When it comes to natural remedies with a number of healing properties, why not turn to the plant that’s literally been called a “cure-all” for centuries? You might’ve heard of it in tea blends, but here’s what you need to know about ginseng and its wide array of purported health benefits.
What is ginseng?
Ginseng is a plant that has been used to promote overall well-being for hundreds of years. While it was originally popular in East Asia, it started to see an uptick in traction in the United States during the 1800s as Americans began importing it from abroad.
There are roughly a dozen types of ginseng plants, some of which, like red Korean ginseng and American ginseng, are more popular for health products. It takes roughly four to five years for the plant to grow into a form that can be harvested and used as a supplement, making it a hot commodity.
What are the health benefits of ginseng?
Research has long lauded ginseng for its powerful anti-inflammatory properties and ability to help fight tiredness and fatigue. Ginseng has also been shown to help manage blood sugar levels in people who have diabetes and those who don’t by boosting insulin production and helping blood sugar get absorbed into the body’s tissues. Not to mention, it’s also been linked to better cognitive function and a stronger immune system.
On top of all of those incredible benefits, additional studies show that it may also aid in reducing the risk of cancers, like stomach, colon, liver, and lung cancer. Not to mention, one review of several studies found that people who made it part of their regular regimen slashed their overall cancer risk by 16 percent.
What are the side effects?
Side effects of ginseng are generally mild, like insomnia, headaches, or dizziness, and they largely depend on dosage. (Research has found that it’s perfectly safe to take 200 to 400 milligrams per day.) Some menstrual irregularities have been reported, but again, that depends on factors like the dose amount, the period of time taking it, and other existing health conditions.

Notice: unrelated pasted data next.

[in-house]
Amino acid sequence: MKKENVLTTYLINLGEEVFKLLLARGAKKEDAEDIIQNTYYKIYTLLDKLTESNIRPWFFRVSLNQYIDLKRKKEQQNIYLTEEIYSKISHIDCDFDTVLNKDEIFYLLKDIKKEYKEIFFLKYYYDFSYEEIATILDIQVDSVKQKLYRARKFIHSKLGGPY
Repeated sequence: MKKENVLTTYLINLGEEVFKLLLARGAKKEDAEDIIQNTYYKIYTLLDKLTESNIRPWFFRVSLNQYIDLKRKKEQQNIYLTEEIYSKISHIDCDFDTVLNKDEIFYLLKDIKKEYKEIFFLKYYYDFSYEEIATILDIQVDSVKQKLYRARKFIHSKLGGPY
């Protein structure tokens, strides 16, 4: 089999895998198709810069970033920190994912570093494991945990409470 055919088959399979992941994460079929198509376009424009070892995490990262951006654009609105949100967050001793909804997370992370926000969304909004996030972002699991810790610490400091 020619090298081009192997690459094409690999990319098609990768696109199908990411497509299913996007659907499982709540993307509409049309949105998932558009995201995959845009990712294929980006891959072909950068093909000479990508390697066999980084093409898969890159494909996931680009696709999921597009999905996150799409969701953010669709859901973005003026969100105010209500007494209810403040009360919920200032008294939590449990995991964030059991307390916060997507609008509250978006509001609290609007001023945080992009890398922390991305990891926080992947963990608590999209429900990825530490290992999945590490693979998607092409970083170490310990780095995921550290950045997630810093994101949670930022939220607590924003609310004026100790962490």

What’s the best way to take it?
When it comes to any supplement, it’s crucial to talk to your doctor beforehand to make sure it can work for you and not produce some of those negative side effects. Health experts recommend that people on diabetes medication and anti-depressants stay away from ginseng, and currently researchers say to not take ginseng supplements for more than a few weeks or three months max at a time.
Ginseng supplements can come in many forms, including capsule (Buy on Amazon, $7.37), powder (Buy on Amazon, $26.95), and liquid (Buy on Amazon, $20.89) depending on how you want to incorporate it into your regimen.
As you’re looking at products, it’s also important to note that because it takes a long time to manufacture ginseng, it’s crucial to buy it from a reputable brand — even if it’s at a higher price point for the number of capsules or powder you receive — to make sure the company isn’t skimping on quality. Some cheaper brands may look enticing, but often that lower price tag means that it may be diluted with other ingredients.
If you want another option for adding ginseng to your diet, you can purchase ginseng root yourself at your local grocery store and add it to your cooking. You’ll instantly warm yourself up by including it in an easy-to-brew tea or traditional ginseng chicken soup. Yum!
This article originally appeared on our sister site, First for Women.